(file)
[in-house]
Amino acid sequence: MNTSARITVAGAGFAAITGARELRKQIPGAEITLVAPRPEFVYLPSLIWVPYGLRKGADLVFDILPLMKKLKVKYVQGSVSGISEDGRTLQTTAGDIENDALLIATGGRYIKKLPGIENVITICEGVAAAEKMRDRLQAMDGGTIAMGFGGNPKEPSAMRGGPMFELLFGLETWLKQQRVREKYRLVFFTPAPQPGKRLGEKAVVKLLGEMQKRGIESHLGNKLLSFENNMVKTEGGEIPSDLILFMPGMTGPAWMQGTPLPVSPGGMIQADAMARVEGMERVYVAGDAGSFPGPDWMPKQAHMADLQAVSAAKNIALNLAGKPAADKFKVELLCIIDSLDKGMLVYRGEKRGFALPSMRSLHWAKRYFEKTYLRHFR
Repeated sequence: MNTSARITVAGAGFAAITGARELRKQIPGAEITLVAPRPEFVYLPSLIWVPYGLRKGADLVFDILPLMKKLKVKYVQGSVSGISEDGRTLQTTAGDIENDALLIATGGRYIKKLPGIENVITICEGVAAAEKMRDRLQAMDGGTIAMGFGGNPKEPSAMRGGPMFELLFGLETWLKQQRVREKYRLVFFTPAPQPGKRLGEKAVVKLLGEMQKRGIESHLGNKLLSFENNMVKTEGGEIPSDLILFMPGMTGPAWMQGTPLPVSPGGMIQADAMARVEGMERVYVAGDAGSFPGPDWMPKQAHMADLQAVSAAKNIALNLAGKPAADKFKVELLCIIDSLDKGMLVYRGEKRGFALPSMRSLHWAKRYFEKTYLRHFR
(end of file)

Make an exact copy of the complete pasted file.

[in-house]
Amino acid sequence: MNTSARITVAGAGFAAITGARELRKQIPGAEITLVAPRPEFVYLPSLIWVPYGLRKGADLVFDILPLMKKLKVKYVQGSVSGISEDGRTLQTTAGDIENDALLIATGGRYIKKLPGIENVITICEGVAAAEKMRDRLQAMDGGTIAMGFGGNPKEPSAMRGGPMFELLFGLETWLKQQRVREKYRLVFFTPAPQPGKRLGEKAVVKLLGEMQKRGIESHLGNKLLSFENNMVKTEGGEIPSDLILFMPGMTGPAWMQGTPLPVSPGGMIQADAMARVEGMERVYVAGDAGSFPGPDWMPKQAHMADLQAVSAAKNIALNLAGKPAADKFKVELLCIIDSLDKGMLVYRGEKRGFALPSMRSLHWAKRYFEKTYLRHFR
Repeated sequence: MNTSARITVAGAGFAAITGARELRKQIPGAEITLVAPRPEFVYLPSLIWVPYGLRKGADLVFDILPLMKKLKVKYVQGSVSGISEDGRTLQTTAGDIENDALLIATGGRYIKKLPGIENVITICEGVAAAEKMRDRLQAMDGGTIAMGFGGNPKEPSAMRGGPMFELLFGLETWLKQQRVREKYRLVFFTPAPQPGKRLGEKAVVKLLGEMQKRGIESHLGNKLLSFENNMVKTEGGEIPSDLILFMPGMTGPAWMQGTPLPVSPGGMIQADAMARVEGMERVYVAGDAGSFPGPDWMPKQAHMADLQAVSAAKNIALNLAGKPAADKFKVELLCIIDSLDKGMLVYRGEKRGFALPSMRSLHWAKRYFEKTYLRHFR